However as with all things this process has gotten abused and it is entirely misunderstood.
Yelp has recently been busted for allowing up to twenty percent of negative reviews of a business to be filtered out. The FBI also recently fined 13 branding companies that were hired to file false positive reviews for their paying clients. I recently had to part ways with a company I was writing product copy for because I was asked to participate in these fake review schemes.
Fraud is fraud. When you mislead someone to intentionally manipulate their clients into making purchases of products by tricking them into believing that real consumers are praising them, it is, for all intents and purposes, nothing more than false advertising.
Enter the age of the Review Bully. Now there is a new animal in this zoo, and while most don’t quite understand what these wholly new and abusive souls are up to… I have a few ideas….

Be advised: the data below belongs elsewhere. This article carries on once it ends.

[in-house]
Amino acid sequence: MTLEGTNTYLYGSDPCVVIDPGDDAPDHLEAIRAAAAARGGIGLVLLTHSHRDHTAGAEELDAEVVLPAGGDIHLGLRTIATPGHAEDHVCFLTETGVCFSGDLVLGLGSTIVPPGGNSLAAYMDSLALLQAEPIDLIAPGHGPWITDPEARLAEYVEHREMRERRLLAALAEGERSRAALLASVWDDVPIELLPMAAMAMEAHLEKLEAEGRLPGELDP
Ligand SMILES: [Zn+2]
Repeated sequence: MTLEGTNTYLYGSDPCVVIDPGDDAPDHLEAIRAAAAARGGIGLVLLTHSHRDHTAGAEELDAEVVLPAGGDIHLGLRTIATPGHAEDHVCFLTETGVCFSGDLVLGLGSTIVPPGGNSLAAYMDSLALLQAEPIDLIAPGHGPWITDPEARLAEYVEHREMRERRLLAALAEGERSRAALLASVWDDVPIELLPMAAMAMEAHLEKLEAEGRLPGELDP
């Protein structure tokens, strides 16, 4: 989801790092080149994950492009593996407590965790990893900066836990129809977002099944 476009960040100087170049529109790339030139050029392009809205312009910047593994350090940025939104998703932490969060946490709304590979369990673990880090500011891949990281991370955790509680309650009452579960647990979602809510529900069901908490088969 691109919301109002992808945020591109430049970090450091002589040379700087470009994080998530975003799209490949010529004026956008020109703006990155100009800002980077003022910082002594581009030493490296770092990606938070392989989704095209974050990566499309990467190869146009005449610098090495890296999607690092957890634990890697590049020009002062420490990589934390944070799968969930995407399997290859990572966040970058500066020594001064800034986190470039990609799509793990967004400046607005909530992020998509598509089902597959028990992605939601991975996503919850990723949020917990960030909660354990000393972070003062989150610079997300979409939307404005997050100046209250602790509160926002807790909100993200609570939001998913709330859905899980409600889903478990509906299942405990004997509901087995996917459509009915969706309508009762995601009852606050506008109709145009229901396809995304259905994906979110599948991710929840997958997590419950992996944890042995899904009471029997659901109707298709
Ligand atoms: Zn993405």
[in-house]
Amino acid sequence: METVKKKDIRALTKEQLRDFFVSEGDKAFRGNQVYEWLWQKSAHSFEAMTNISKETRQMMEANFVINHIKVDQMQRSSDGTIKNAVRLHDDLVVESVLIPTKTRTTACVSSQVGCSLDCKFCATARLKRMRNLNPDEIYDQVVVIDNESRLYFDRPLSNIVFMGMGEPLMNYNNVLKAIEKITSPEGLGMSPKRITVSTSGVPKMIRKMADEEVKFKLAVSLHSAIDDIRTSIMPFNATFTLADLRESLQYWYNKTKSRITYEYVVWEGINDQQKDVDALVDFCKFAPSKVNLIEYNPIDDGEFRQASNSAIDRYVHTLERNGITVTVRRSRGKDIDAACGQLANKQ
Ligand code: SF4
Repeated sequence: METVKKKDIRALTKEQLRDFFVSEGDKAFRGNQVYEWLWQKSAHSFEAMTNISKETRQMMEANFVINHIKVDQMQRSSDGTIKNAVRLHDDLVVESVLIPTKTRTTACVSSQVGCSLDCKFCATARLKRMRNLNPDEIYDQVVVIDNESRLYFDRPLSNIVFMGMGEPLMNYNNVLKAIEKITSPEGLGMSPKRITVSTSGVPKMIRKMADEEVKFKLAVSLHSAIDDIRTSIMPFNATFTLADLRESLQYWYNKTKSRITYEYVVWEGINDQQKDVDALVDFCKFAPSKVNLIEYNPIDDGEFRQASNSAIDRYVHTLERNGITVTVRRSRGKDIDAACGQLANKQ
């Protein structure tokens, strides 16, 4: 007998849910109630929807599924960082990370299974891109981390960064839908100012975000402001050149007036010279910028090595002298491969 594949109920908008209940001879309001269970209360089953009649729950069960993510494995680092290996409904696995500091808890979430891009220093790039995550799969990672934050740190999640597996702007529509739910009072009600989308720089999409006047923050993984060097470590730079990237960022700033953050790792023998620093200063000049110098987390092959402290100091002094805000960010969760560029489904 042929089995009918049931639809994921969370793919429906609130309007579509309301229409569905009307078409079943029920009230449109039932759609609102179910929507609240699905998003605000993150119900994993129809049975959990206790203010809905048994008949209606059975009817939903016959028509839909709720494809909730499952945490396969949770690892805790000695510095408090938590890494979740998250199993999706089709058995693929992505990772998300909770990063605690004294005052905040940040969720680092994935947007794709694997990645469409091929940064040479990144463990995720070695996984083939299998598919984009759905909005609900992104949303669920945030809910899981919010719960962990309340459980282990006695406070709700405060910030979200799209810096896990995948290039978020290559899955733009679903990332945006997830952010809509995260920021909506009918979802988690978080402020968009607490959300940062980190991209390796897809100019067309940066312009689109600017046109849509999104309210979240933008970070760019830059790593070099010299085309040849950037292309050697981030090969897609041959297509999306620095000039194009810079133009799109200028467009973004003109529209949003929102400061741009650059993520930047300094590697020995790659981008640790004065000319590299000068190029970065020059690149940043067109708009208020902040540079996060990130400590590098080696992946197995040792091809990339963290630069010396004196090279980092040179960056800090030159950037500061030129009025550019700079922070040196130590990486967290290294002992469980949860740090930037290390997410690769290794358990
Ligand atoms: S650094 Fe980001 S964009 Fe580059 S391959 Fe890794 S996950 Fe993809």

I earned the moniker “Oracle” as an online identity for three reasons…
- One… It is simply the voice I tend to speak from as a writer.
- Two… There are a host of readily available images I can use to assist the reader in hearing that voice as they read. Think of the Oracle from the Matrix or the Oracle of Delphi. I also have a talent for predicting human behavior. Trust me, though, there is no magic or programming involved… I am simply one of those people seems to be a bit more intuitive and objective than most.
- Third… I speak the language of the internet crawlers. I understand the algorithmic functions of search engines and how they decide what is important. As such I can get the attention of Google and Bing, and I can convince it that I have data that they ought to trust.